Journalists Jeremy Scahill and Glen Greenwald, together with Academy Award-nominated documentary filmmaker Laura Pointras, spoke to a packed audience Thursday night on the top floor of Bushwick’s Mayday, a newly opened “bar and community space” on Starr street in northern part of the booming North Brooklyn neighborhood.
Jeremy Scahill, author of Dirty Wars and Blackwater.
Ana Noguera, co-founder of the organization and former co-worker with Scahill at Democracy Now, described the soon to be opened bar and cafe on the building’s bottom floor as a “resource for movements”. Described by Scahill as having “the most socialist business plan,” Mayday plans to subsidize rent for activist organizations that rent the buildings’ other floors. As reported by Bedford and Bowery, the organization has already found tenants in Make the Road, a community group which organizes and advocates for low-income immigrant communities and supports workers in local labor disputes, and EcoStationNY, which will operate a farm on the building’s roof.
Those interested in using the space should check out this part of their website.
Laura Pointras, director of the documentary Citizenfour.
As smokers overlooked Starr street below and the Manhattan skyline beyond, John Cook, former editor in chief of Gawker and current editor in chief of the new media project The Intercept, recounted his past ambivalence toward the “professional club” of the journalist community. “I’ve decided to reclaim that term for ourselves,” he explained, before introducing Glen Greenwald.
Greenwald, standing before a mural of a newspaper man blinded by an outstretched hand and an American flag, praised Scahill’s and Poitras’s work for using “the same tactic for overturning the narrative of the endless wars committed by the United States,” which was “rehumanizing those rendered invisible” by administration-sanctioned media releases.
Scahill, author of Dirty Wars and Blackwater, and Poitras, director of My Country, My Country and The Oath among others, spoke after the world premier of the trailer for Pointras’ newest film, Citizenfour. The film, a story of Edward Snowden’s disclosure of the NSA’s surveillance program and his escape from the United States, opens to a limited release on October 24.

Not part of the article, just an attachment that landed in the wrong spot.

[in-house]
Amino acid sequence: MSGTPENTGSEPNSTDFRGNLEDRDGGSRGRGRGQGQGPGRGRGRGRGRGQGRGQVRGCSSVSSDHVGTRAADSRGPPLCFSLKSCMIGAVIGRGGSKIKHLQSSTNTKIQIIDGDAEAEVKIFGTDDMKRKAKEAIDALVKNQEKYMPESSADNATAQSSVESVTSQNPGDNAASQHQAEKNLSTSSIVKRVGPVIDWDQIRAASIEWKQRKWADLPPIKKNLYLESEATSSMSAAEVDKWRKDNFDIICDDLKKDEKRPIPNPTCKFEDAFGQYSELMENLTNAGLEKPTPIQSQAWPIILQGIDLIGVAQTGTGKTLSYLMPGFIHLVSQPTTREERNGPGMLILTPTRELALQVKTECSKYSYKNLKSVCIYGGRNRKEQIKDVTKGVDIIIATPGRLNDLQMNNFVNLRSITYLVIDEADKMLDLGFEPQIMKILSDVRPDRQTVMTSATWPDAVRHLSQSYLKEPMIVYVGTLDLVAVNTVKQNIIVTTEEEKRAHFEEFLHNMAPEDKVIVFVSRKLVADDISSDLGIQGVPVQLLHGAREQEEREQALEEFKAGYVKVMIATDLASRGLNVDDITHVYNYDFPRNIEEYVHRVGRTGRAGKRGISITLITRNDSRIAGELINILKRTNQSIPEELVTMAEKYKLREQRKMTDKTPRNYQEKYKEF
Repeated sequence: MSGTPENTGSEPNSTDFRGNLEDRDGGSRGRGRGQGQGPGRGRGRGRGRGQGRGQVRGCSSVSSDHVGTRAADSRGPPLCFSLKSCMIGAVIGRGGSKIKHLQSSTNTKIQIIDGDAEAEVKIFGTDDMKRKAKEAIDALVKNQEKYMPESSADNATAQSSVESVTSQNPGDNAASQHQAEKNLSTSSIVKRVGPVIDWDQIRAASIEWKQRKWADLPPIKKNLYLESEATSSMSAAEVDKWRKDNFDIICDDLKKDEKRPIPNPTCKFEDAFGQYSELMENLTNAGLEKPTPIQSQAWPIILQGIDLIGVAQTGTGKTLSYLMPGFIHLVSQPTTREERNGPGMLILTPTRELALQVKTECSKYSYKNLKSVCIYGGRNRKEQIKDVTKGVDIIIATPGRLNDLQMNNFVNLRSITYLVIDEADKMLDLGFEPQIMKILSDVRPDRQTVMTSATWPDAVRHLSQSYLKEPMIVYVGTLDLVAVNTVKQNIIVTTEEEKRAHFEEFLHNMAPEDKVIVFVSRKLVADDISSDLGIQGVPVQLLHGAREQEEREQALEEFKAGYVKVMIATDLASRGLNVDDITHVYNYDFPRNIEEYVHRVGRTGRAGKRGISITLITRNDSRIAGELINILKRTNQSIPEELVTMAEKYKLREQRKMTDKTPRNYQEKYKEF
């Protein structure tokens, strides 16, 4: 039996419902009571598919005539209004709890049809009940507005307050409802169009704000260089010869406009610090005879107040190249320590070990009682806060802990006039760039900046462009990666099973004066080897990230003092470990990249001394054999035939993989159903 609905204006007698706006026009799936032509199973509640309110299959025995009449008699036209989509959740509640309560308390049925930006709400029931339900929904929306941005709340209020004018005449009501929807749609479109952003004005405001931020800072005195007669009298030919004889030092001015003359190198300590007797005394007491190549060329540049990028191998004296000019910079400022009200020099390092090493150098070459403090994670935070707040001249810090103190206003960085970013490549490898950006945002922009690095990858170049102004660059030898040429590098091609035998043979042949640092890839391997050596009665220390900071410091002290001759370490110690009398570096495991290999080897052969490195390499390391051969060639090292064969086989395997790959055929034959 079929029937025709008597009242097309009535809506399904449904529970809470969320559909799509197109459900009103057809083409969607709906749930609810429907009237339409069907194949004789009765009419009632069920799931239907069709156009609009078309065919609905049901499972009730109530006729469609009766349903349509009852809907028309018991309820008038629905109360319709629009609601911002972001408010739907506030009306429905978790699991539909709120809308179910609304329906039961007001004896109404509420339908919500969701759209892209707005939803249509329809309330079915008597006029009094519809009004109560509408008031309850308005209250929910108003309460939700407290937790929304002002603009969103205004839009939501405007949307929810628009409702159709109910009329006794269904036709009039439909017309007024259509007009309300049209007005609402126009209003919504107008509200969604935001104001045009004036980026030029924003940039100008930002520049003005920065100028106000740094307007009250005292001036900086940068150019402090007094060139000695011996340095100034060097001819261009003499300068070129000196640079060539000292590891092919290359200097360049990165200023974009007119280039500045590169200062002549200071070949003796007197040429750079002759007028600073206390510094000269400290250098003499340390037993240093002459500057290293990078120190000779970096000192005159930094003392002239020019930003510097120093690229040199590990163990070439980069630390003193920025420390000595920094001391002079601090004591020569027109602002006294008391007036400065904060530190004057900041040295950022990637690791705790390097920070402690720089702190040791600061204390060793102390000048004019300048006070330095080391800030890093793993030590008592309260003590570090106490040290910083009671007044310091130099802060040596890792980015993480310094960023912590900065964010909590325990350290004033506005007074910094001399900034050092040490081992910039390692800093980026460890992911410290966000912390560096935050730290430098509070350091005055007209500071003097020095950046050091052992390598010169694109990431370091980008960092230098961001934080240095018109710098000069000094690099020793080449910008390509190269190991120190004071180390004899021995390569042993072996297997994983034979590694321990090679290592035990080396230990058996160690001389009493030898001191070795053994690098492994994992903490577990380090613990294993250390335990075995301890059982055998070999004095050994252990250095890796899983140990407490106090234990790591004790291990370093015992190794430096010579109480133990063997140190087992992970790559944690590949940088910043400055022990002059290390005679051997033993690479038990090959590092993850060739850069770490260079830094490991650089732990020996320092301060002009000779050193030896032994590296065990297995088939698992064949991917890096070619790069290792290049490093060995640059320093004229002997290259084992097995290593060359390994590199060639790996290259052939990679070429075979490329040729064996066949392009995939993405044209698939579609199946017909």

Both Pointras and Scahill discussed the difficulties of protecting sources under the Obama administration, which has prosecuted more whistleblowers under the 1917 Espionage Act than all other presidents combined. Though during the Nixon administration the journalism industry laid bare extensive government deception behind the official arguments for the Vietnam War, today analysts and journalists seeking to make public the official conduct of the War on Terror have not found the same forgiveness extended to Daniel Ellsberg in 1971.
Scahill went on to give an animated and sprawling speech addressing everything from Glen Greenwald’s large number of dogs in his home in Rio de Janeiro to the Yo app, before denouncing Kathryn Bigelow for “making films that glorify the war machine.” In a perhaps adrenaline-addled coda, he then briefly recounted the history of American influence and intervention in Iraq.
Nicholas Heyward, father of Nicholas Heyward Jr., who was killed by the police in 1994.
ISIS, Scahill said, was an unintended consequence of American foreign policy against Saddam Hussein, just as Al Qaeda was of American foreign policy against the Soviet Union. A top ISIS military leader, Izzat Ibrahim al-Douri, Scahill explained, was a secular Baathist general of the Iran-Iraq War who was removed from the provisional government under Paul Bremer, the Coalition-installed head of state in Iraq in 2003.
Scahill then voiced a theory that the United States foreign policy was intended to show the world that “the U.S. doesn’t give a fuck” and that “if they can kill this many civilians” in the Middle East, they might do so as well elsewhere.